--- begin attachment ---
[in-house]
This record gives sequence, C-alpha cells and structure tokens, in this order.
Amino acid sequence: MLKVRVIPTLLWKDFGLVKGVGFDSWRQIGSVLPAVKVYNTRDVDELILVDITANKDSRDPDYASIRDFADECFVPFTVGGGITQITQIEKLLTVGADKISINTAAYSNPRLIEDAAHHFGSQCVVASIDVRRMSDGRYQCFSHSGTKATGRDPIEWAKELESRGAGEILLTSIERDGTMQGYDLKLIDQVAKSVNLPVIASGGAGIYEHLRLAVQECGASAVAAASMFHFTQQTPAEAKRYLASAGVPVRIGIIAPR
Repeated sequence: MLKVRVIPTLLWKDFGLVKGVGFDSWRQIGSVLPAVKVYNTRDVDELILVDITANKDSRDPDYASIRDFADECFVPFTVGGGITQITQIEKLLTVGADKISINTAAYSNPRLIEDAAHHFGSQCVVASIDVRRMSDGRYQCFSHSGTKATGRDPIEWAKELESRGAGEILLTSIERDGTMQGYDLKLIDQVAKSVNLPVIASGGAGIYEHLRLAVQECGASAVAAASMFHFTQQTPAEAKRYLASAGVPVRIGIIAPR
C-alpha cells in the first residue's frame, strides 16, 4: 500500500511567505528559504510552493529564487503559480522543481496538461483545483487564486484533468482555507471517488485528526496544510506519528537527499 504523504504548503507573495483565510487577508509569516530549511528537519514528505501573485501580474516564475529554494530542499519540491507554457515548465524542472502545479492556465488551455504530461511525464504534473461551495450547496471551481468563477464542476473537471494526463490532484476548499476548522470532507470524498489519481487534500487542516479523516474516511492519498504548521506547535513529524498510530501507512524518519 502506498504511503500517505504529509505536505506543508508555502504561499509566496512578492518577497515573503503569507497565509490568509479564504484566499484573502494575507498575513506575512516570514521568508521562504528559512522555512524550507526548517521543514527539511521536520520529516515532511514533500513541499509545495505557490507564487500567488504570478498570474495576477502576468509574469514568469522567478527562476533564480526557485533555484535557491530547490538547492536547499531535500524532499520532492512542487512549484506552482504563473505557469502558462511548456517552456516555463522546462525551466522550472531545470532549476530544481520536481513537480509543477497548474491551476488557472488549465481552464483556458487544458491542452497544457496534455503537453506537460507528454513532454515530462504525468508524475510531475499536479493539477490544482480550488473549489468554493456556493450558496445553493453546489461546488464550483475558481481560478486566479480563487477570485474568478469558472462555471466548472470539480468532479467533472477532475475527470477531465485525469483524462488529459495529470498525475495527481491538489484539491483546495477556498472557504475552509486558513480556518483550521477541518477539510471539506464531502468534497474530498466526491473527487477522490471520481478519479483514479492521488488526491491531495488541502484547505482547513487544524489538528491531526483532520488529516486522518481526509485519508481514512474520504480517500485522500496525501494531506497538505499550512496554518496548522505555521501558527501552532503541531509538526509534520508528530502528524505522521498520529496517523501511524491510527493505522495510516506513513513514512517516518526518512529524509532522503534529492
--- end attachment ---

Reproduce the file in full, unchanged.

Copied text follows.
[in-house]
This record gives sequence, C-alpha cells and structure tokens, in this order.
Amino acid sequence: MLKVRVIPTLLWKDFGLVKGVGFDSWRQIGSVLPAVKVYNTRDVDELILVDITANKDSRDPDYASIRDFADECFVPFTVGGGITQITQIEKLLTVGADKISINTAAYSNPRLIEDAAHHFGSQCVVASIDVRRMSDGRYQCFSHSGTKATGRDPIEWAKELESRGAGEILLTSIERDGTMQGYDLKLIDQVAKSVNLPVIASGGAGIYEHLRLAVQECGASAVAAASMFHFTQQTPAEAKRYLASAGVPVRIGIIAPR
Repeated sequence: MLKVRVIPTLLWKDFGLVKGVGFDSWRQIGSVLPAVKVYNTRDVDELILVDITANKDSRDPDYASIRDFADECFVPFTVGGGITQITQIEKLLTVGADKISINTAAYSNPRLIEDAAHHFGSQCVVASIDVRRMSDGRYQCFSHSGTKATGRDPIEWAKELESRGAGEILLTSIERDGTMQGYDLKLIDQVAKSVNLPVIASGGAGIYEHLRLAVQECGASAVAAASMFHFTQQTPAEAKRYLASAGVPVRIGIIAPR
C-alpha cells in the first residue's frame, strides 16, 4: 500500500511567505528559504510552493529564487503559480522543481496538461483545483487564486484533468482555507471517488485528526496544510506519528537527499 504523504504548503507573495483565510487577508509569516530549511528537519514528505501573485501580474516564475529554494530542499519540491507554457515548465524542472502545479492556465488551455504530461511525464504534473461551495450547496471551481468563477464542476473537471494526463490532484476548499476548522470532507470524498489519481487534500487542516479523516474516511492519498504548521506547535513529524498510530501507512524518519 502506498504511503500517505504529509505536505506543508508555502504561499509566496512578492518577497515573503503569507497565509490568509479564504484566499484573502494575507498575513506575512516570514521568508521562504528559512522555512524550507526548517521543514527539511521536520520529516515532511514533500513541499509545495505557490507564487500567488504570478498570474495576477502576468509574469514568469522567478527562476533564480526557485533555484535557491530547490538547492536547499531535500524532499520532492512542487512549484506552482504563473505557469502558462511548456517552456516555463522546462525551466522550472531545470532549476530544481520536481513537480509543477497548474491551476488557472488549465481552464483556458487544458491542452497544457496534455503537453506537460507528454513532454515530462504525468508524475510531475499536479493539477490544482480550488473549489468554493456556493450558496445553493453546489461546488464550483475558481481560478486566479480563487477570485474568478469558472462555471466548472470539480468532479467533472477532475475527470477531465485525469483524462488529459495529470498525475495527481491538489484539491483546495477556498472557504475552509486558513480556518483550521477541518477539510471539506464531502468534497474530498466526491473527487477522490471520481478519479483514479492521488488526491491531495488541502484547505482547513487544524489538528491531526483532520488529516486522518481526509485519508481514512474520504480517500485522500496525501494531506497538505499550512496554518496548522505555521501558527501552532503541531509538526509534520508528530502528524505522521498520529496517523501511524491510527493505522495510516506513513513514512517516518526518512529524509532522503534529492